Recently, in the middle of a cold and wet Saturday morning, regular parkrunnner Tash Vruink found herself wondering why it is that so many people get up every Saturday morning to attend parkrun. Tash tells us her thoughts…
I was recently down in Christchurch staying with a friend and after I dragged her out of bed early on Saturday morning in the freezing cold with wind and rain, we arrived with many other parkrunners at Hagley park buzzing and excited for parkrun. My friend exclaimed “This is like some sort of cult!” which got me pondering…
We all know that running tests our physical limits, it requires us to ignore perceptions of pain and exhaustion that urge us to stop, we also know the relationship between physical activity and well-being has been thoroughly studied regarding the positive effects on cardiac health, lung health, longevity, obesity, brain capacity, and mental health, among many other things. But as a regular parkrunner I have noticed that running is about a lot more than logging kilometres and collecting race medals (although a bit of bling is always an added bonus!).
The parkrun community supports us and help us grow to be the best runners and people we can be. Here’s why: Sharing the pain we experience at parkrun is made better with friends. As fun and rewarding as running/walking is, it’s really jolly hard! parkrun is an activity that incorporates both being social with a group and also a time for clearing the mind, for grounding, tuning out the rest of the world and for reflection of our lives. In a sense, parkrun can provide a community and also encourage individual experiences. When we talk about parkrun, members of the community highlight the family-feel, the support and encouragement.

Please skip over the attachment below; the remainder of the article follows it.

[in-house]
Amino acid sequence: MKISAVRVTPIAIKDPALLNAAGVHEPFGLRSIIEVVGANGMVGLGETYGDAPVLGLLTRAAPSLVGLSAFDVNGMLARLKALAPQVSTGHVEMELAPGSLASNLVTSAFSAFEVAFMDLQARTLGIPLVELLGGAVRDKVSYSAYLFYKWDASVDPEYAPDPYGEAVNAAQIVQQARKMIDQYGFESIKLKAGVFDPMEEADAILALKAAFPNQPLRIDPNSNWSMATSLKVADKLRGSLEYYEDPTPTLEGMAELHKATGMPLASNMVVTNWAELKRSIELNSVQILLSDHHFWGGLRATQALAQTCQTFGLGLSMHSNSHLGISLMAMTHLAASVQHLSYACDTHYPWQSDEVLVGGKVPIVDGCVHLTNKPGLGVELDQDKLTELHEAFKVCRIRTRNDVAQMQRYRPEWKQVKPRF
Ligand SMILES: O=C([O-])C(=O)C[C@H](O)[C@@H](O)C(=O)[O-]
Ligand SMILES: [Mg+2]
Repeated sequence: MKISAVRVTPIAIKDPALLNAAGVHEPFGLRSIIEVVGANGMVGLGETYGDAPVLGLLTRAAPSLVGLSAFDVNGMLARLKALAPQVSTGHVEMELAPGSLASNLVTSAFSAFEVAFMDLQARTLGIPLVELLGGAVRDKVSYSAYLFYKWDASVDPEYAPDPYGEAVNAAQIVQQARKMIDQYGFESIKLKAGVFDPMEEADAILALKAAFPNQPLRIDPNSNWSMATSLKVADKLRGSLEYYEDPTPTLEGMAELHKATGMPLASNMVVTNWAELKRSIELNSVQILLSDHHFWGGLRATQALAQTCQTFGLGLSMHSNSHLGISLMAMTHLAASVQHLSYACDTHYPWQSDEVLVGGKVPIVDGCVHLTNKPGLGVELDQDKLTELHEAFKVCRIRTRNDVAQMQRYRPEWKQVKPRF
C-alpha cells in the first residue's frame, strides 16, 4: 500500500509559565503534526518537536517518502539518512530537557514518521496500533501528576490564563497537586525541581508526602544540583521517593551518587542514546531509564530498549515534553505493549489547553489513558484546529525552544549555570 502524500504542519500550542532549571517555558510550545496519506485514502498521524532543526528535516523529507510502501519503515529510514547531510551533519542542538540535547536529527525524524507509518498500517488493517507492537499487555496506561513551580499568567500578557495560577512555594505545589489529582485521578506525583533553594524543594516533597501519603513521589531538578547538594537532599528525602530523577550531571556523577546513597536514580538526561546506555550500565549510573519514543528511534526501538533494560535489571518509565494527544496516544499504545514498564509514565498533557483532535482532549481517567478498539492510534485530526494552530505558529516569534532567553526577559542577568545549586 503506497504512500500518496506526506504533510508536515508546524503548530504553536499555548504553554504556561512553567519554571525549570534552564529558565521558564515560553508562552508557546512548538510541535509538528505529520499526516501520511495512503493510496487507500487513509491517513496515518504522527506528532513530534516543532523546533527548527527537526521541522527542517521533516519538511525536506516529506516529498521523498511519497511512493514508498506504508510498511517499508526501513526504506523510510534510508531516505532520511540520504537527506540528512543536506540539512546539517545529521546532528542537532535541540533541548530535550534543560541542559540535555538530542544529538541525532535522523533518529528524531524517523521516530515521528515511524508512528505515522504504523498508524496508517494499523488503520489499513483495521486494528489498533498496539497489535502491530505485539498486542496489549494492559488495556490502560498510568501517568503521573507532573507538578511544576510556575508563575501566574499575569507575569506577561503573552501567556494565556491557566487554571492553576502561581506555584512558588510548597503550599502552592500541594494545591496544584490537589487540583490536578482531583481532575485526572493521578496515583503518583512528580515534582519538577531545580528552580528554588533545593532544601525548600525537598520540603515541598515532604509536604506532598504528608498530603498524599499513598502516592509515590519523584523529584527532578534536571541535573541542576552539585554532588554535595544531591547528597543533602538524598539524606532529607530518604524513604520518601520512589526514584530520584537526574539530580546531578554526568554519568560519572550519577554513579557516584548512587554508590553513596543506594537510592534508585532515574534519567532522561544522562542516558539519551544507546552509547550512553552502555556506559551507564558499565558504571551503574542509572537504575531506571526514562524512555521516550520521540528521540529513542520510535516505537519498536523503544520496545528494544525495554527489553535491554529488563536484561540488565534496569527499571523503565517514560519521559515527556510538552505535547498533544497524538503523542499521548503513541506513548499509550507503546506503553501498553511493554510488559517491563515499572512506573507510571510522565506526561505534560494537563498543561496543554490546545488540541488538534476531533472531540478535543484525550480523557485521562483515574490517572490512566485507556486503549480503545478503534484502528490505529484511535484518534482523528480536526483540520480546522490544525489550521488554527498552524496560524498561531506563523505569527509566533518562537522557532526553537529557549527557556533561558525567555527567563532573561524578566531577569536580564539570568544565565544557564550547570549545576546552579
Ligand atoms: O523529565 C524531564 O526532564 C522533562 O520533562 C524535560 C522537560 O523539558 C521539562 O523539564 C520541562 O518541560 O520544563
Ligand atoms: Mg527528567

As I line up every week with all the other runners, joggers, walkers, children, parents with buggies, disabled participants and volunteers, all with their own very personal motivations and reasons for being there.
Everyone is happy to be there in this very special local community event, I like to take a moment to appreciate the ‘feel good’ and ‘well-being’ factors of parkrun – these should never be overlooked. Despite our different motivation or reasons for showing up every Saturday there’s always a sense of belonging that we might not meet in our daily lives, yet the simple act of parkrun brings us together and creates bonds that are tough to break.
A huge thanks to all of volunteers for making this amazing event possible every week, love you all!
In our four-part training series, we’ll be introducing some of the training methods you can use to help you improve your running and your parkrun PB, whilst showing how a couple of tweaks to your mid-week training could help you become a more confident runner, whatever your aspirations! In this instalment, we’re discussing Strength and Conditioning….
Ngaio Kerr was visiting family in New Zealand, which meant the opportunity for some parkrun tourism! Nagio tells us about the subtle differences between parkrun in Australia and New Zealand, and reminds us that the parkrun world is small… I came home recently to celebrate my dad’s 80th birthday. I debated long and hard…